'41478_cyathophylloides',
'41954_cyathophylloides']


The .get_tip_labels() function can be combined with .get_mrca_idx_from_tip_labels() function to get a list of names that are all descendend from a common ancestor. For example, in the rooted tree above if I wanted to get a list of all tip labels in the ingroup clade I could select just one sample from each of the two subclades in it with .get_mrca_idx_from_tip_labels() to get the node idx of their common ancestor. Then pass this to .get_tip_labels() to return the full list of descendants. This is an efficient way to build a list of tip label names for large clade without having to write them all out by hand.

[30]:

# get node index (idx) of mrca
idx = rtre.get_mrca_idx_from_tip_labels(["29154_superba", "40578_rex"])

# get tip labels descended from node idx
rtre.get_tip_labels(idx=idx)

[30]:

['38362_rex',
'39618_rex',
'35236_rex',
'35855_rex',
'40578_rex',
'30556_thamno',
'33413_thamno',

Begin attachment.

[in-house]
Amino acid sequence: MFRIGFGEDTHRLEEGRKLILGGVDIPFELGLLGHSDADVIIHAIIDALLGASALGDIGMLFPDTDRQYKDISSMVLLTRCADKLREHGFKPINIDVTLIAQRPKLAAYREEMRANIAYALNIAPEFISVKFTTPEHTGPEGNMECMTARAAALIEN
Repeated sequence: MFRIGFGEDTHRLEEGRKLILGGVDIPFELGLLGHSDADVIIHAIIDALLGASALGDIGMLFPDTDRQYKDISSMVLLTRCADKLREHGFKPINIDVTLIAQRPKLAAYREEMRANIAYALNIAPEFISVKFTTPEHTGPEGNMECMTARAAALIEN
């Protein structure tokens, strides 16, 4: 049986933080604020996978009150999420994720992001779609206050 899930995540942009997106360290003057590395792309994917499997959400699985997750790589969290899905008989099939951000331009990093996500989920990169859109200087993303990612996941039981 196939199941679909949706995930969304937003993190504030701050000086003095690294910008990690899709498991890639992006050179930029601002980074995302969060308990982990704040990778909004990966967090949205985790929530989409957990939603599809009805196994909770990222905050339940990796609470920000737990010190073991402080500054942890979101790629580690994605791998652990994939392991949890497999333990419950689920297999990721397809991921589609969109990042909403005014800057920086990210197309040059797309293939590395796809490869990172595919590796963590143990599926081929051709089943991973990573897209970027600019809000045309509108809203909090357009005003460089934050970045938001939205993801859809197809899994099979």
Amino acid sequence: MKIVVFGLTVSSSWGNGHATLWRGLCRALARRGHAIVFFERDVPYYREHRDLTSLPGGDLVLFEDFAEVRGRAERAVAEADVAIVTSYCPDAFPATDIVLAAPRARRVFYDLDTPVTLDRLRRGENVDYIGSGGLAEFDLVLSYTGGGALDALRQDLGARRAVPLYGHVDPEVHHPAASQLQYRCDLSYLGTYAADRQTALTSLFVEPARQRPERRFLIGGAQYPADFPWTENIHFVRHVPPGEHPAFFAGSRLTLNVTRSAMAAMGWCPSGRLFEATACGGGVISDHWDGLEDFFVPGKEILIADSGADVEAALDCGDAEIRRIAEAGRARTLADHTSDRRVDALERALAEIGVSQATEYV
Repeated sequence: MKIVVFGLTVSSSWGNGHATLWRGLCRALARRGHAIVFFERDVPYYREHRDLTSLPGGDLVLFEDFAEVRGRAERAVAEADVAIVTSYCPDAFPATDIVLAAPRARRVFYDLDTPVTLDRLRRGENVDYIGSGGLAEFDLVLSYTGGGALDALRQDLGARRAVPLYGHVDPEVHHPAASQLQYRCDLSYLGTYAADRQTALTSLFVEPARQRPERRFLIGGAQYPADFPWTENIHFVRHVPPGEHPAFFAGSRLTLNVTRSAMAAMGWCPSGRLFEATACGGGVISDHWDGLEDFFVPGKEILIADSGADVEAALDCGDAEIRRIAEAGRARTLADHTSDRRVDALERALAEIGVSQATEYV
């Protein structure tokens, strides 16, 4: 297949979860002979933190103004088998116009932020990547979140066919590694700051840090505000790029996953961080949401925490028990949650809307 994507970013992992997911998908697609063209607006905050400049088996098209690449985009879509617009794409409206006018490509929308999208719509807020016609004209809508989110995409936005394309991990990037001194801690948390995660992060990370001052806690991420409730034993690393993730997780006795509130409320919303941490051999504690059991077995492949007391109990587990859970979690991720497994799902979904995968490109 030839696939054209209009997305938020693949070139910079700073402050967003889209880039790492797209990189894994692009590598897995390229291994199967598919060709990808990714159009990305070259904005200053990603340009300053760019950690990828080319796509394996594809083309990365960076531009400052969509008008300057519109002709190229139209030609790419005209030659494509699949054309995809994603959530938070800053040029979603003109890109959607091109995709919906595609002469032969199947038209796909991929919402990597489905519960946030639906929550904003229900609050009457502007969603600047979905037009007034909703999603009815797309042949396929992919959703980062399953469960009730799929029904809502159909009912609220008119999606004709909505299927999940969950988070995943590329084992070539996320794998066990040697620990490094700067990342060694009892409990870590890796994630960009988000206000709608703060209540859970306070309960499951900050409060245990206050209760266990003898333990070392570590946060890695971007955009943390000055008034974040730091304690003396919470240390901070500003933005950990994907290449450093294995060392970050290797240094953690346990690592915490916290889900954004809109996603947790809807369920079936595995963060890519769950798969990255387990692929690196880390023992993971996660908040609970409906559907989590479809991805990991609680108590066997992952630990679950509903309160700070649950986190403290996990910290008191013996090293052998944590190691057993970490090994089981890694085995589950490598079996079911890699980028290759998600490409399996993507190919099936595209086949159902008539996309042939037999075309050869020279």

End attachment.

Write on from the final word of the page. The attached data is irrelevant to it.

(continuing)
'41478_cyathophylloides',
'41954_cyathophylloides',
'30686_cyathophylla',
'29154_superba']


## Modifying ToyTrees¶

ToyTrees provide a number of functions for modifying the tree structure. All of these methods return a modified copy of the object – they do not change your original tree by modifying it in place. This is useful because you can reliably chain together multiple tree modification functions (e.g., see Chaining many functions and arguments). As discussed above, it is generally good practice to use tip name selectors to identify clades that should be modified on the tree. In some cases, if you are modifying a tree and using plotting styles that both rely on the tree structure, it may be easier and more clear to separate the code into multiple separate function calls. The process of chaining arguments together makes for elegant code, but use whichever method is most comfortable for you. See the Cookbook gallery for more examples.

### Rooting trees¶

You can root toytrees using the .root() function call. This takes as an argument either a single tip name, or a list of tip names. You can use the fuzzy name matching options to match multiple tip names, as shown below.

[31]:

# three ways to do the same re-rooting
rtre = tre.root(names=["32082_przewalskii", "33588_przewalskii"])
rtre = tre.root(wildcard="prz")
rtre = tre.root(regex="[0-9]*_przewalskii")

# draw the rooted tree
rtre.draw(node_labels='idx', node_sizes=15);


There is also a function .unroot() to remove the root node from trees. This creates a polytomy at the root. Technically there still exists a point on the treenode structure that we refer to as the root, but it does not appear in drawings.